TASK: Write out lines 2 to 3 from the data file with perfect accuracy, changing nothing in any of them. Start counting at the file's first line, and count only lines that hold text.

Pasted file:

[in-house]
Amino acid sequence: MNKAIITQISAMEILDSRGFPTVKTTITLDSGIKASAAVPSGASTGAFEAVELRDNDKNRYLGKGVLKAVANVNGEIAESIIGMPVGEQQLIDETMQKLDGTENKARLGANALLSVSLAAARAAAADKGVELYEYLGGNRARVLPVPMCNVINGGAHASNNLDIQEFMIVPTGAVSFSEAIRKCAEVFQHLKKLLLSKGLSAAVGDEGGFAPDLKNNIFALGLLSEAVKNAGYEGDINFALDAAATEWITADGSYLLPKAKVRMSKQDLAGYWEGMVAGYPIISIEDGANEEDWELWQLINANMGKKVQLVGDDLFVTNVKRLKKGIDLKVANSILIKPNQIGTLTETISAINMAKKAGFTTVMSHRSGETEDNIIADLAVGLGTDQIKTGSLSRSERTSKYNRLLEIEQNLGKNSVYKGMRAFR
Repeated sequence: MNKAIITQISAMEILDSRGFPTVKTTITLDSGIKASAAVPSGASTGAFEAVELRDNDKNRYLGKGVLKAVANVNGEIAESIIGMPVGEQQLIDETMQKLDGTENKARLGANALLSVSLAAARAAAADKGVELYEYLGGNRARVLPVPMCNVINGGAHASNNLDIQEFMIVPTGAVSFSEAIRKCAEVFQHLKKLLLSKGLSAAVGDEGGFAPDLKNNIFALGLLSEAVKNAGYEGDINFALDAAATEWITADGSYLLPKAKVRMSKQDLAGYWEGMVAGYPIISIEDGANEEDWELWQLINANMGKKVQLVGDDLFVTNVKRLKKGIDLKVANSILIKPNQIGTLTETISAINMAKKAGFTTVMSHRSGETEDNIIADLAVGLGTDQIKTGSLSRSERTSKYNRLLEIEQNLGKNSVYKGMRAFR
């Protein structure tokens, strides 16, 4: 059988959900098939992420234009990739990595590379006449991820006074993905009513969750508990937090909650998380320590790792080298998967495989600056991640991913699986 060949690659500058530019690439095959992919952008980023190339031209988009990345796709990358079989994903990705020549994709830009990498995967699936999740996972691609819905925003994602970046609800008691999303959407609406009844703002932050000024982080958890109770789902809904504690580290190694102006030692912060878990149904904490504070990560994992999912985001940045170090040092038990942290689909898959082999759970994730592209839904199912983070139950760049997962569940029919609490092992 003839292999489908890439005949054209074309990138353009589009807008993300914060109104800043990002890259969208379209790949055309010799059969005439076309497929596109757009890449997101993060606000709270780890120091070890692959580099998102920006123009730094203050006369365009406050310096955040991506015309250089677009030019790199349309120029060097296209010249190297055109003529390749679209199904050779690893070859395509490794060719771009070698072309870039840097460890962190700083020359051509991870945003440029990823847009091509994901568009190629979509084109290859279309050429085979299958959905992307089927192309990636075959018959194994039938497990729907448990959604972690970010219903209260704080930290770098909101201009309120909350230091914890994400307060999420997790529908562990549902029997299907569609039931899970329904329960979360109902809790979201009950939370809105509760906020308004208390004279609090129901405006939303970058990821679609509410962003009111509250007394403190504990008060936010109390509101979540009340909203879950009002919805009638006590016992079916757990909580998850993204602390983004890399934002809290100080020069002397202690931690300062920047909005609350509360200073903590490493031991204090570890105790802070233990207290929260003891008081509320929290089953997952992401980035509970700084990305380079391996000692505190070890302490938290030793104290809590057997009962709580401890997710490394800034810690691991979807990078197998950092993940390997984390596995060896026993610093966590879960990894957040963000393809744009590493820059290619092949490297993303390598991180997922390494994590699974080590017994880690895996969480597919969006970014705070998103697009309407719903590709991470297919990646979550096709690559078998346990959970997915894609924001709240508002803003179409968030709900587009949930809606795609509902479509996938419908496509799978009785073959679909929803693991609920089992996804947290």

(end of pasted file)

Amino acid sequence: MNKAIITQISAMEILDSRGFPTVKTTITLDSGIKASAAVPSGASTGAFEAVELRDNDKNRYLGKGVLKAVANVNGEIAESIIGMPVGEQQLIDETMQKLDGTENKARLGANALLSVSLAAARAAAADKGVELYEYLGGNRARVLPVPMCNVINGGAHASNNLDIQEFMIVPTGAVSFSEAIRKCAEVFQHLKKLLLSKGLSAAVGDEGGFAPDLKNNIFALGLLSEAVKNAGYEGDINFALDAAATEWITADGSYLLPKAKVRMSKQDLAGYWEGMVAGYPIISIEDGANEEDWELWQLINANMGKKVQLVGDDLFVTNVKRLKKGIDLKVANSILIKPNQIGTLTETISAINMAKKAGFTTVMSHRSGETEDNIIADLAVGLGTDQIKTGSLSRSERTSKYNRLLEIEQNLGKNSVYKGMRAFR
Repeated sequence: MNKAIITQISAMEILDSRGFPTVKTTITLDSGIKASAAVPSGASTGAFEAVELRDNDKNRYLGKGVLKAVANVNGEIAESIIGMPVGEQQLIDETMQKLDGTENKARLGANALLSVSLAAARAAAADKGVELYEYLGGNRARVLPVPMCNVINGGAHASNNLDIQEFMIVPTGAVSFSEAIRKCAEVFQHLKKLLLSKGLSAAVGDEGGFAPDLKNNIFALGLLSEAVKNAGYEGDINFALDAAATEWITADGSYLLPKAKVRMSKQDLAGYWEGMVAGYPIISIEDGANEEDWELWQLINANMGKKVQLVGDDLFVTNVKRLKKGIDLKVANSILIKPNQIGTLTETISAINMAKKAGFTTVMSHRSGETEDNIIADLAVGLGTDQIKTGSLSRSERTSKYNRLLEIEQNLGKNSVYKGMRAFR